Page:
“A friend. I see you are pinned down. I could possibly alleviate pressure on one front. I am above the Afghanis in the valley to your six o’clock.”

“I see. Standby.“

Reymond lets them consider it.

“Hello ‘friend’, you still there?”

“Still here.” Reymond is staring down the sniper again, following the movements of the men in the valley below.

“How d’we know this isn’t some sort of trap. You have a funny accent. Where you from?”

“Lots of different places. You can call me Patience.”

“OK ‘call sign Patience’, we’ve got a wounded man here and two casualties. We’re low on ammo and the locals may be stalling so they can get hold of a RPG or sumthin’. What’s yer plan?”

Reymond considers how he could possibly do this without besmirching his soul further. He sighs, more deaths were unavoidable. Best to be as efficient as possible then. His simmering temper increases a few degrees. He has to run through his calming exercise. But is interrupted.

“Patience?”

“Give me as much cover as you can and I’ll take out the men below me. That will give you an escape corridor.”

The team in the farmhouse fire from each of the windows but concentrate on the tribesmen closest to them, keeping them pinned down. Reymond draws a bead on the Afghani who appears to be the leader, and his head explodes in a spray of blood and brain. He calmly moves onto the next target and takes him out too with a shot to the chest.

Four more; he has a partial on one of them and takes it, he thinks he hits but the man drops behind the rocks and he can’t be sure. The survivors are now deep in cover. Reymond abandons the sniper, running at a crouch along the ridge until he is close enough to drop into the valley. One of the tribesmen is squatting beside a rock, and Reymond snaps a shot as the man raises his arm to fire. The tribesman is thrown back heavily, leaving a dark splash on the rock he was trying to hide behind.

14 thoughts on “Seven Deadly Swords

  1. Jeff Ziegler says:

    I read it all, and liked it.

    I did like the present tense, it made me feel there. The sentences seemed longer, which gave me a stretched feeling, which I think is right for the character as many times as he needed to collect himself. I think if you switch to shorter sentences as he is either handling combat, or maybe just his temper, it would press home the point.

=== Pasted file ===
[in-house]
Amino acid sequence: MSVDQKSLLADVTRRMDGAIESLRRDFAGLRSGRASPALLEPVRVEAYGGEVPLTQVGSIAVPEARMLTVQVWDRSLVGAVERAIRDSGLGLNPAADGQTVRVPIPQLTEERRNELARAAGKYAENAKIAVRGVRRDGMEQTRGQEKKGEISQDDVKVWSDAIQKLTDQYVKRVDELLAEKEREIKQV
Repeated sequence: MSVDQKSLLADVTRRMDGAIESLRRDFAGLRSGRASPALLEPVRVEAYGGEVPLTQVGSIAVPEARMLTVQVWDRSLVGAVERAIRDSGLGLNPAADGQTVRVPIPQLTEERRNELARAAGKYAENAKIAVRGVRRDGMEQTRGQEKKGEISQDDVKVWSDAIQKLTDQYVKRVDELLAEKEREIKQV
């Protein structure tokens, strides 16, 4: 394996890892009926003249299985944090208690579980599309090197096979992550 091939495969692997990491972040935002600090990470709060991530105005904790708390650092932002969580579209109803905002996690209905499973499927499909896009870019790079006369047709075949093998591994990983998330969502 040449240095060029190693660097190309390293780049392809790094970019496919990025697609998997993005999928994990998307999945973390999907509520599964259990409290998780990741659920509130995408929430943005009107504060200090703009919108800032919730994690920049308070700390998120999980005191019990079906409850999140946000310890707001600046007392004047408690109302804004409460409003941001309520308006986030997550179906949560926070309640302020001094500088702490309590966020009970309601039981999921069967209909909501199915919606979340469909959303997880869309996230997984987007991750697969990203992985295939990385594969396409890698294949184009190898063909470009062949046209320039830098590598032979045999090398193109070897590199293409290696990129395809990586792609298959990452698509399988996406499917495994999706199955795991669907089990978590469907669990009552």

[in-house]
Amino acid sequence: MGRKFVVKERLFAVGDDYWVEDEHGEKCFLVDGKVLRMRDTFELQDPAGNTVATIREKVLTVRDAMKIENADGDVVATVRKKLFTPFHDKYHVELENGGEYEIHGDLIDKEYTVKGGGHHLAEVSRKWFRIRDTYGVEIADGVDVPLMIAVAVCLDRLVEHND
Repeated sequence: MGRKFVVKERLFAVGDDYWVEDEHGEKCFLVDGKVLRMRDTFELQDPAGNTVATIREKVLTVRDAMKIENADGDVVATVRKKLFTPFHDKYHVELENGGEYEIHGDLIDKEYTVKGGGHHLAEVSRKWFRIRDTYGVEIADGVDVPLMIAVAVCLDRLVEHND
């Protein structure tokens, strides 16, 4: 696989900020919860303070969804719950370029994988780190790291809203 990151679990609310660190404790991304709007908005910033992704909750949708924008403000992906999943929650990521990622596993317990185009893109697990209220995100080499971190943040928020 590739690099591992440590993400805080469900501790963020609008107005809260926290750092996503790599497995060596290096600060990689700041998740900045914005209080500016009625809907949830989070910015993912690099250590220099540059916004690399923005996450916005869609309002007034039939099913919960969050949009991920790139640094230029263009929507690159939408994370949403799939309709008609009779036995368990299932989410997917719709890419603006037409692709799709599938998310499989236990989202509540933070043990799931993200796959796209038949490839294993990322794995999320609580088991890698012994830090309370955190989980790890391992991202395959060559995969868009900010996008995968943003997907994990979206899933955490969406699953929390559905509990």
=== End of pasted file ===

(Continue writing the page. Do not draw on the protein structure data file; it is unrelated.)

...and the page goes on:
When Reymond begins shooting you see the effects, but with you writing first person it seems like we would be more likely to know about the gun shooting than the results of the shot, or at least as much. I understand sniper rifles are loud and kick. Either way, I think if you put in that action and his reaction to it, it would help keep us at the scene.

    The plot is interesting, and I like the big hooks (his mission, the other players) and the little ones (what are the others doing there and how will that situation resolve). Many people code named after the virtues/sins is appealing to me. I am not sure if we are going to meet any of them, but I confess I would be disappointed if not.

    A few small grammar points that bothered me. Maybe it’s style, but every once in a while there seems to be an extraneous word I don’t think you need. “Best to be as efficient as possible then.” would be just as effective if it were “Best to be as efficient as possible.” Another example: “He calmly moves onto the next target and takes him out too with a shot to the chest.” I think the “too” didn’t need to be there. In the places where has internal dialog and that is how he talks, it would be fine, but it did draw me out.

    I wish we could have gotten to a rest place for him to see your writing outside of a mission. I am interested how/if you handle it differently.

    Good stuff!